A Safety Match/Chapter 12
CILLY; OR THE WORLD WELL LOST.
"Stiffy," bellowed the new curate ferociously, "what the—I mean, why on earth can't you keep that right foot steady? You edge off to leg every time. If you get a straight ball, stand up to it! If you get a leg-ball, turn round and have a slap at it! But for Heaven's sake don't go running away! Especially from things like pats of butter!"
"Awfully sorry, Mr Blunt!" gasped Stiffy abjectly, as another pat of butter sang past his ear. "It's the rotten way I've been brought up! I've never had any decent coaching before. Ough!. . . No, it didn't hurt a bit, really! I shall be all right in a minute." He hopped round in a constricted circle, apologetically caressing his stomach.
They were in the paddock behind the Rectory orchard. The Reverend Godfrey Blunt, a ruddy young man of cheerful countenance and ingenuous disposition, had rolled out an extremely fiery wicket; and within the encompassing net—Daphne's last birthday present—Stephen Blasius Vereker, impaled frog-wise upon the handle of his bat, and divided between a blind instinct of self-preservation and a desire not to appear ungrateful for favours received, was frantically endeavouring to dodge the deliveries of the church militant as they bumped past his head and ricochetted off his ribs.
"That's better," said Mr Blunt, as his pupil succeeded for the first time in arresting the course of a fast long-hop with his bat instead of his person. "But don't play back to yorkers."
"All right!" said Stiffy dutifully. "I didn't know," he added in all sincerity, "that it was a yorker, or I wouldn't have done it. Oh, I say, well bowled! I don't think anybody could have stopped that one. It never touched the ground at all!"
Stiffy turned round and surveyed his prostrate wickets admiringly. He was an encouraging person to bowl to.
"No, it was a pretty hot one," admitted the curate modestly. "I think I shall have to be going now," he added, mopping his brow. "Parish work, and a sermon to write, worse luck! I think I have just time for a short knock, though. Bowl away, Stiffy!"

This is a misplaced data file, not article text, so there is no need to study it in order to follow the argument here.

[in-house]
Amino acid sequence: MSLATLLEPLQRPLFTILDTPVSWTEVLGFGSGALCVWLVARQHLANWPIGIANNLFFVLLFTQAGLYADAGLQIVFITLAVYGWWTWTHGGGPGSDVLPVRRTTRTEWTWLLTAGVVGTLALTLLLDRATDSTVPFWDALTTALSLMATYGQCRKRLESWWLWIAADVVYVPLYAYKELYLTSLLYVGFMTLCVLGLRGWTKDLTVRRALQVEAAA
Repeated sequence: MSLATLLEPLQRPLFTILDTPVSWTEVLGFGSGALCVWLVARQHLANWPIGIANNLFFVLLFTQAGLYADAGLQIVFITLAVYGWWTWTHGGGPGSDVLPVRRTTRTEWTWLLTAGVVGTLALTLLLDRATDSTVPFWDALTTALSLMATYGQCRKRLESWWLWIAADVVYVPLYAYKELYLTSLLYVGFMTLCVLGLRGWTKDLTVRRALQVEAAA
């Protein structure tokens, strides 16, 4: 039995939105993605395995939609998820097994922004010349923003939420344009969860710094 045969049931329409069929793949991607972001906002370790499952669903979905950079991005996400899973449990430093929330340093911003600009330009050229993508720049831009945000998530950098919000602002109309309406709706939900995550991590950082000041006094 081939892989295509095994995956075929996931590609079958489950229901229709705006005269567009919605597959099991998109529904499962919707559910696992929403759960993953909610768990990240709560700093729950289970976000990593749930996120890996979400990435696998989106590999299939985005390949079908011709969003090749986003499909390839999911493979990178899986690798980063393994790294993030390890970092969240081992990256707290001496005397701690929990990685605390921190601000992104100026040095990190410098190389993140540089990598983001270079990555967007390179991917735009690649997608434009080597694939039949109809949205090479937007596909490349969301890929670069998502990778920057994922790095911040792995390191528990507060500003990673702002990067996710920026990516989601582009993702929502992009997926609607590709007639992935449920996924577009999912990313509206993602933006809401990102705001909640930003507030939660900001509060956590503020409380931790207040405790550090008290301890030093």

He took his stand at the wicket, and after three blind and characteristic swipes succeeded in lifting a half-volley of Stiffy's into the adjacent orchard. When the bowler, deeply gratified with a performance of which he felt himself to be an unworthy but necessary adjunct, returned ten minutes later from a successful search for the ball, he found his hero hastily donning the old tweed jacket and speckled straw hat which he kept for wear with his cricket flannels.
"Hallo! Off?" cried Stiffy regretfully.
"Yes; I'm afraid so," replied Mr Blunt. He was gazing anxiously through a gap in the hedge which commanded the Rectory garden-gate. "This is my busy day. So long, old man!"
He vaulted the fence, and set off down the road at a vigorous and businesslike trot. But after a hundred yards or so he halted, and looked round him with an air which can only be described as furtive. Before him the road, white and dusty, continued officiously on its way to the village and duty. Along the right-hand side thereof ran a neat rail fence, skirting the confines of Tinkler's Den. The landscape appeared deserted. All nature drowsed in the hot afternoon sun.
Mr Blunt, who was a muscular young Christian, took a running jump of some four feet six, cleared the topmost rail, and landed neatly on the grassy slope which ran down towards the Den.
"Now then, Sunny Jim!" remarked a reproving voice above his head, "!"
However sound our nervous systems may be, we are all of us liable to be startled at times. Mr Blunt was undoubtedly startled on the occasion, and being young and only very recently ordained, signified the same in the usual manner.
When he looked up into the tree where Nicky was reclining, that virtuous damsel's fingers were in her ears.
"Mr Blunt," she remarked, "I am both surprised and shocked."
"Veronica Vereker," replied Mr Blunt, turning and shaking his fist as he retreated down the slope towards Tinkler's Den, "next time I get hold of you I will wring your little neck!"
Miss Veronica Vereker kissed the tips of her fingers to him.
"We will now join," she proclaimed, in a voice surprisingly reminiscent of the throaty tenor which Mr Blunt reserved for his ecclesiastical performances, "in singing hymn number two hundred and thirty-three; during which those who desire to leave the church are recommended to do so, as it is my—turn—to—preach—the—sermon!"
But by this time the foe, running rapidly, was out of earshot.
Half-an-hour later Stiffy, who was a gregarious animal, went in search of his younger sister, whom he discovered, recently returned from her sylvan skirmish with the curate, laboriously climbing into a hammock in the orchard.
"Nicky, will you come and play cricket?" he asked politely.
"I suppose that means will I come and bowl to you?" replied Nicky.
"No. You can bat if you like."
"Well, I won't do either," said Nicky agreeably.
"What shall we do, then?" pursued Stiffy, with unimpaired bonhomie.